Player safety major consideration for CWI on England tour — Skerritt

Cricket

Player safety major consideration for CWI on England tour — Skerritt

Tuesday, May 12, 2020

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PORT OF SPAIN, Trinidad (CMC) — Cricket West Indies (CWI) President Ricky Skerritt has given the assurance that the tour of England will only take place once the regional body is satisfied that the safety of players will not be compromised, and that conditions in the United Kingdom do not put them at a disadvantage.

Arguing that speculation over preconditions for the tour was premature since both CWI and the England and Wales Cricket Board (ECB) were still in the discussion phase, Skerritt said his administration would not agree to the series unless the environment was “mutually suitable”.

“It is well known the West Indies team was due to travel to England in another 10 or so days,” Skerritt told i95FM Sports here.

“Obviously that's not going to happen, and Cricket West Indies and the English Cricket Board have been in discussions for a few weeks now, staying in touch, keeping each other updated on the situation locally — speculating, hoping, imagining, wishing, praying that we could have the tour take place sometime in the summer.

“I think it would be premature for us to get too excited by what the terms and conditions would be. There's been no confirmation of anything — different ideas have come up based on medical advice.

“Both organisations have had both medically oriented and cricket technical discussions. We've included the key cricket folks — coach, captain, director of cricket – speaking with their counterparts in England.”

He added: “But let's be clear, Cricket West Indies will not be making any decisions that don't make sense under the circumstances but obviously, unless things change dramatically within the next month or two, it won't be normal circumstances.

“So the circumstances that prevail and the conditions that are placed will be determined to be only suitable if they're mutually suitable.”

In recent days speculation has swirled about a July start for the three-Test series, which was originally carded to begin June 4 but had to be scrapped because of the outbreak of the global coronavirus pandemic (COVID-19).

The ECB has postponed the start of its domestic season until May 28 but with the virus already resulting in 219,000 infections and nearly 32,000 deaths, doubt remains over when the season can actually get under way.

Media reports in England have indicated that the ECB are considering strict isolation, quarantine and testing protocols for players and officials, along with the use of “biosecure” playing facilities in order for the series to proceed.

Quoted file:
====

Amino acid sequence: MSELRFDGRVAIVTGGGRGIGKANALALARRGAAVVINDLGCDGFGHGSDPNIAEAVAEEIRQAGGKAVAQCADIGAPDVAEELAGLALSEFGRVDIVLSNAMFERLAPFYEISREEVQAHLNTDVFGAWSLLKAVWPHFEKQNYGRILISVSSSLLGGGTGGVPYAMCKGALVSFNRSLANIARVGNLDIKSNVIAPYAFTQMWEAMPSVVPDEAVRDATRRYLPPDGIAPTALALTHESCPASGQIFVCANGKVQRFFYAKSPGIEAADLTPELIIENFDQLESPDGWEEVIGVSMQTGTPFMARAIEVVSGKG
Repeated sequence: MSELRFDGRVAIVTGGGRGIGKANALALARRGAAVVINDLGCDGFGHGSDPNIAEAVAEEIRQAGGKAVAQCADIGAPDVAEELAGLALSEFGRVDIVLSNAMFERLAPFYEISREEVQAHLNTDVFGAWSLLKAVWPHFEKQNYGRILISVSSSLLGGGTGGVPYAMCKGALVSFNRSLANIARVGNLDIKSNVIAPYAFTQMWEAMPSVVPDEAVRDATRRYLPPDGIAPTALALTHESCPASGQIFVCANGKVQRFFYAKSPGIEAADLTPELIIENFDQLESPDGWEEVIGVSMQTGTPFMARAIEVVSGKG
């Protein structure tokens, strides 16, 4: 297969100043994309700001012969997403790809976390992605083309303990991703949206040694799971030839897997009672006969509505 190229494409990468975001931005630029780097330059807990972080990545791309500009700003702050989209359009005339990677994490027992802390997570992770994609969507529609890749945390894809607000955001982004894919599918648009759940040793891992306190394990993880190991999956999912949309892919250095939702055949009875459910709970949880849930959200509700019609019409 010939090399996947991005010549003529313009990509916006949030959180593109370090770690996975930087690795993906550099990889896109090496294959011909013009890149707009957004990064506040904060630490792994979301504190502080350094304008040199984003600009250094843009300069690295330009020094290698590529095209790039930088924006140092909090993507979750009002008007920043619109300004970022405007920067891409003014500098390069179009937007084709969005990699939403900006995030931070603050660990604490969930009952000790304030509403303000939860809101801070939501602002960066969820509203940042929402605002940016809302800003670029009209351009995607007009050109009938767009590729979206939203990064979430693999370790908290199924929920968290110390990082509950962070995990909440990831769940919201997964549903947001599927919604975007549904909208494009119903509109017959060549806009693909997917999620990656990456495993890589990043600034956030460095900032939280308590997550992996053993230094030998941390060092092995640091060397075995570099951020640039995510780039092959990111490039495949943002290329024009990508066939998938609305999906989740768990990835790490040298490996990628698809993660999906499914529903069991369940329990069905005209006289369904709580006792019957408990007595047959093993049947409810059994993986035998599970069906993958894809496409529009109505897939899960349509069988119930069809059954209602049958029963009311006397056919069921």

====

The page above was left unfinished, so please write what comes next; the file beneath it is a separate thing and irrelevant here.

While conceding that cricket globally would have to undergo changes to accommodate safety concerns once it restarts, Skerritt stressed if the tour goes ahead players will not be pressured to make themselves available, even though he did not foresee that situation occurring since all stakeholders were being kept abreast of discussions.

“This is going to have to be a win-win tour in terms of the arrangement. Nobody will be put at a disadvantage, nobody will be abused,” he pointed out.

“We're trying to put things in place where cricketers can play cricket – that's what cricketers do. They make a living out of playing cricket and some cricketers may have to make some adjustments as we go along, especially in the first few months of the return to cricket.”

He continued: “This is too early to speak about quarantine and length of quarantine, but you cannot go to Britain to play sport or do anything else without complying without whatever terms and conditions and protocols operate at the time.

“Similarly, Caribbean cricketers are not going to be able to move around the region or get involved in preparation camps and other things that are necessary before a tour like this without it being cleared by the health authorities and so on, so Cricket West Indies is not in anyway trying to force any unreasonable ideas down anybody's throat.

“We believe in inclusivity of planning, we believe in getting the stakeholders involved in understanding what it is they're getting into so the cricketers are not going to be jumping into a blind hole; in fact, they should not be jumping into a hole at all.

“If this English tour is going to take place, we just have to make sure the terms and conditions and the environment for good health and good hygiene and for safety in the context of COVID-19, that they prevail in ways that don't make cricket impossible to be played.”


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